Warm winter could mean early bloom for DC’s cherry blossoms
Last year, more than a million people flocked to Washington, D.C., for the National Cherry Blossom Festival, an annual event that celebrates the bloom of thousands of cherry trees around the capital city’s Tidal Basin. The trees, a gift from Japan in 1912, signal the beginning of spring in Washington. Due to an unusually warm winter this year, the trees might reach peak bloom before the Cherry Blossom Festival begins on March 20.
This photo shows the pink cherry blossoms in peak bloom in 2015 with the Jefferson Memorial in the background. Predicting peak bloom—the day when 70 percent of the cherry blossoms are open—isn’t an exact science. According to the National Park Service’s Bloom Watch website, forecasting peak bloom is almost impossible more than 10 days in advance. Still, in early February, the National Park Service predicted peak bloom as March 31 through April 3. But last week, the Park Service revised its date and expects peak bloom for the capital’s 3,800 cherry trees will happen between March 18 and March 23.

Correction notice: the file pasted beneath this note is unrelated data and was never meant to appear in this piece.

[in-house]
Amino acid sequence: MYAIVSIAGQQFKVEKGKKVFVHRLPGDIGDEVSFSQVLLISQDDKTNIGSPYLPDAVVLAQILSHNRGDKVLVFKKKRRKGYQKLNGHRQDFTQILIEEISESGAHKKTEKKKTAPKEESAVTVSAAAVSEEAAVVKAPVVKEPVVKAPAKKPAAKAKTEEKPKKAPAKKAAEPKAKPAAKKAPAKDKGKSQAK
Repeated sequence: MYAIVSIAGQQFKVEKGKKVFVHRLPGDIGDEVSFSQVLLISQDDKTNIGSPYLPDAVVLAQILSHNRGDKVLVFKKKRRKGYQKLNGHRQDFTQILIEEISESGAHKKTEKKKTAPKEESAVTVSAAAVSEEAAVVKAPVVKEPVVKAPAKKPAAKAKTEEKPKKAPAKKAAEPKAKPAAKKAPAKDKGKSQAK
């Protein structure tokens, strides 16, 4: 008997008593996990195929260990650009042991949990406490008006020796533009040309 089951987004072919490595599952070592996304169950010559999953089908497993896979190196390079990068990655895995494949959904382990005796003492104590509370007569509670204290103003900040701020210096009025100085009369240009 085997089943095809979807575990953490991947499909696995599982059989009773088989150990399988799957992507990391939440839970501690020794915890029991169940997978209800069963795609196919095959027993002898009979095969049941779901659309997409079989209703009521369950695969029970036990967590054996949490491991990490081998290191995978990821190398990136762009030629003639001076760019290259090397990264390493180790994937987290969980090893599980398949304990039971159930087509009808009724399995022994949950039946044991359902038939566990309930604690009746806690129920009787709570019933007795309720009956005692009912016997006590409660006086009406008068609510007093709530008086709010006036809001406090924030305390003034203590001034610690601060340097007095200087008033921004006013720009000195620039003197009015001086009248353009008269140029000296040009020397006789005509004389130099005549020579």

While early, March 18 isn’t the earliest the trees have been slated to bloom; in 1990, the basin blossomed on March 15. Extraordinarily warm temperatures usually result in early peak bloom. According to the National Centers for Environmental Information, this winter (December-February) was the warmest on record for the contiguous United States. A strong El Niño helped fuel the warm winter, with an average temperature 4.6°F above the twentieth-century average. It’s likely that the record warmth affected the cherry blossom development, which are extremely dependent on weather, according to the Park Service.
The cherry trees typically bloom for several days though it is heavily reliant on the weather. Weather that’s calm and cool could mean the blossoms last longer, while a rainy, windy day could abruptly end the white and pink bloom. A late frost can even prevent the trees from blooming at all.